The University of Western Australia, in Perth, was very isolated from the rest of the Australian states and universities involved in work with the Optical Munitions Panel. Professor Ross could only attend meetings of the Panel occasionally, and did not become a full Panel member until 1944.
Initially, there was little opportunity for optical munitions production in Western Australia, so Professor Ross directed the Physics Department to manufacture lens test plates, which were shipped to lens manufacturers in the eastern states of Australia.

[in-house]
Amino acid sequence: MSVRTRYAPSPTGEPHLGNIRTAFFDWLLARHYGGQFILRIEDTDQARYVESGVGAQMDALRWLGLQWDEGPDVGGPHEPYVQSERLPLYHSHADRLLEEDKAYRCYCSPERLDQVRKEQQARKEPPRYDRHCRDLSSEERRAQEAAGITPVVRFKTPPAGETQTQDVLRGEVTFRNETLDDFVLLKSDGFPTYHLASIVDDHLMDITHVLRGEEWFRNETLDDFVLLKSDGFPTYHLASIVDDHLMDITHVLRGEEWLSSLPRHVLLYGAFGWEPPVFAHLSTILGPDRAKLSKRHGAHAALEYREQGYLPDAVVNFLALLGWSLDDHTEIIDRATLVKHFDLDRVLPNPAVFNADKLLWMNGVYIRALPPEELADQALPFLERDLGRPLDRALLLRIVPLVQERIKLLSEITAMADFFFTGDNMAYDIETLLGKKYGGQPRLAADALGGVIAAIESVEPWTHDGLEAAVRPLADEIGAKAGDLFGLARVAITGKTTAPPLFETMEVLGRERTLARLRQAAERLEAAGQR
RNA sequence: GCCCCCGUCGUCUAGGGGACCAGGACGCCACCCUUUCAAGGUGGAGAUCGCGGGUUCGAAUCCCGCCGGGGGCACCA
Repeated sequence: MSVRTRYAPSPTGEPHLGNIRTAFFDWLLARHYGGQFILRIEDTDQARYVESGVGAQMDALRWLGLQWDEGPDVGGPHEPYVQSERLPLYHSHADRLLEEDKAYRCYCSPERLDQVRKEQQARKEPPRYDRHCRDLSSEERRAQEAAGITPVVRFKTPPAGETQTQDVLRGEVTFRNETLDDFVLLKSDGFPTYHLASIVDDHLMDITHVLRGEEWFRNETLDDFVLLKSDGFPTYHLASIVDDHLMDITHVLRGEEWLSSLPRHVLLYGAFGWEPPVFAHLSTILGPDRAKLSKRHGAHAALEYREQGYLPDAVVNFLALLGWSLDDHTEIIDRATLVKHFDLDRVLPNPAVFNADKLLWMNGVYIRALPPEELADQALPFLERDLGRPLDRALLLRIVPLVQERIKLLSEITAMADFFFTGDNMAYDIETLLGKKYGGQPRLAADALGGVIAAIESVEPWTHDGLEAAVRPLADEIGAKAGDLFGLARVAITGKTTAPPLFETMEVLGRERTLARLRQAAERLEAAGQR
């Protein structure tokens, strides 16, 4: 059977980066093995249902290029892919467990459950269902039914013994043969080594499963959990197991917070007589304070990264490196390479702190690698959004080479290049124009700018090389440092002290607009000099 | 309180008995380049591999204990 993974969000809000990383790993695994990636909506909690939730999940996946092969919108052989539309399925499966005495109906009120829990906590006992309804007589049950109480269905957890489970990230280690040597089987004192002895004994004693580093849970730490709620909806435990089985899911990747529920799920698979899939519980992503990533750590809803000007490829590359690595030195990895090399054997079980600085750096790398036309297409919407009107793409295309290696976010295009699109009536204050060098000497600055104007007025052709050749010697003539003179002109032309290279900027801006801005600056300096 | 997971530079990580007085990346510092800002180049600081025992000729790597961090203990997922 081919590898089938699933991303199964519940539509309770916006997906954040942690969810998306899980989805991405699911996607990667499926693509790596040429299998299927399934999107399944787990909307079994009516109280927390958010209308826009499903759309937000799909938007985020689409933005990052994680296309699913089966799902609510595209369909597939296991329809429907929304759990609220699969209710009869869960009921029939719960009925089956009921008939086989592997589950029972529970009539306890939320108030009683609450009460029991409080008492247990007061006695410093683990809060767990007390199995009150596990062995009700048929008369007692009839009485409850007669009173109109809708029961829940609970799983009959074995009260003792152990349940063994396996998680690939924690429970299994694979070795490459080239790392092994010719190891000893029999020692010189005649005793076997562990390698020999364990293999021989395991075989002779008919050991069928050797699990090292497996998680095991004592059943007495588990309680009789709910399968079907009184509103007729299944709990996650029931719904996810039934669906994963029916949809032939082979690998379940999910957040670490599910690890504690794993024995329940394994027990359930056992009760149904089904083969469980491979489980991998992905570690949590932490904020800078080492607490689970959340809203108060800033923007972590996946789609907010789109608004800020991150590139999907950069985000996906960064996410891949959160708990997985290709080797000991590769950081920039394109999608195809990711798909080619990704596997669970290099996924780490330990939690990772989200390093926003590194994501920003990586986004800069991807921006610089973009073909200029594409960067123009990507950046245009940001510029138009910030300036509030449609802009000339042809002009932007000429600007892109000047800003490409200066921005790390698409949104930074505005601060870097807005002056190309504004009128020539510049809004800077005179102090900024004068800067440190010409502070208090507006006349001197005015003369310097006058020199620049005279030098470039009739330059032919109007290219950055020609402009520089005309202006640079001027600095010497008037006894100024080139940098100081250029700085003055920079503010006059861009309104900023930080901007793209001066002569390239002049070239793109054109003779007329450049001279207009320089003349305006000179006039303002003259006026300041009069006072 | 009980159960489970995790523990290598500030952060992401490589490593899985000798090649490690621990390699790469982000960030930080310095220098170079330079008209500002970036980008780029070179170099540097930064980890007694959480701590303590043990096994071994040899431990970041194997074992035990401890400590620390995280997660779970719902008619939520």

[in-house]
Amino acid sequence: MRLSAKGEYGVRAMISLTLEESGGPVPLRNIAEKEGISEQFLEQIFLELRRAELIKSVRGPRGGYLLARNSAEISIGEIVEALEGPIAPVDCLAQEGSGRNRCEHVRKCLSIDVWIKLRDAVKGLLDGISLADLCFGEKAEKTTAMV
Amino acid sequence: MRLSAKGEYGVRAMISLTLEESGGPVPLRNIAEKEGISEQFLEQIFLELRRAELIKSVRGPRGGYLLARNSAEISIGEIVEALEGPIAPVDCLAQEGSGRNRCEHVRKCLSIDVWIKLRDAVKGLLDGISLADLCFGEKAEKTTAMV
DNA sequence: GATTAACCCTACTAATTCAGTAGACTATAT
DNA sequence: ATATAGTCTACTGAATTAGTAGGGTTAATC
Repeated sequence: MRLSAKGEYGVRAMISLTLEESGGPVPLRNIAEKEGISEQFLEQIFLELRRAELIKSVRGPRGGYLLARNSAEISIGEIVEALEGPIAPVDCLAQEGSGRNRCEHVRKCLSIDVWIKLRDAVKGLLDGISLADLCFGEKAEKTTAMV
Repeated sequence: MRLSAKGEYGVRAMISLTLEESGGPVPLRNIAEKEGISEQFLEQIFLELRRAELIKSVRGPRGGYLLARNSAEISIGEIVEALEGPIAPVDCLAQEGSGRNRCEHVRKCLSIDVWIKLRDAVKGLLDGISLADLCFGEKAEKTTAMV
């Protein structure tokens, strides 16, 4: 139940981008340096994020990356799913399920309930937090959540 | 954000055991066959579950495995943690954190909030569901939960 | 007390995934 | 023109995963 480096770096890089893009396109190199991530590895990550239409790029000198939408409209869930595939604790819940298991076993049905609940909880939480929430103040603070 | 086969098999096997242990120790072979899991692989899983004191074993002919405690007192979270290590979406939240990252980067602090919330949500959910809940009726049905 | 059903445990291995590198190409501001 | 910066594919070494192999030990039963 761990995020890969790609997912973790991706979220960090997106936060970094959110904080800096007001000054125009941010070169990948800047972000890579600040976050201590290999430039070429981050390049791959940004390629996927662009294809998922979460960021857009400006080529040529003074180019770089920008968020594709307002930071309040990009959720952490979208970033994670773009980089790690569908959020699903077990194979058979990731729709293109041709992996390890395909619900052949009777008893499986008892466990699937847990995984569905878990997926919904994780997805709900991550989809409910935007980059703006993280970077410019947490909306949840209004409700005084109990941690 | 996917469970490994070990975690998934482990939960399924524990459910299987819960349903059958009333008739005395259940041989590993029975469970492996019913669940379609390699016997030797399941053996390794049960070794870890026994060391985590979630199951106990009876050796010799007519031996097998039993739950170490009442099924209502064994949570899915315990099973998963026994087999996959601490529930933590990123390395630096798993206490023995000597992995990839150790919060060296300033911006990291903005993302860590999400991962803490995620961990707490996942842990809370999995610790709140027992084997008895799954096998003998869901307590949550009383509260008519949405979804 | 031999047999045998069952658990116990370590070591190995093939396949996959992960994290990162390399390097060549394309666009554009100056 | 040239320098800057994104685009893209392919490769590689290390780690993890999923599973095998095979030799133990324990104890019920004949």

Binocular reconditioning and tropic proofing was also carried out by the University, and advice was also given to local Perth firms who were contracted to make parts for the optical munitions. Later in the war, flash spotters, directors, angle of sight instruments, jungle sights and microscopes were produced in Western Australia and assembled in Professor Ross' laboratory.
The University of Western Australia also undertook to repair and calibrate the optical instruments from any ships in port at Fremantle - including the instruments from Australian, American, British and Dutch ships. The Perth physicists also trained servicemen who wanted to learn how to do these repairs themselves.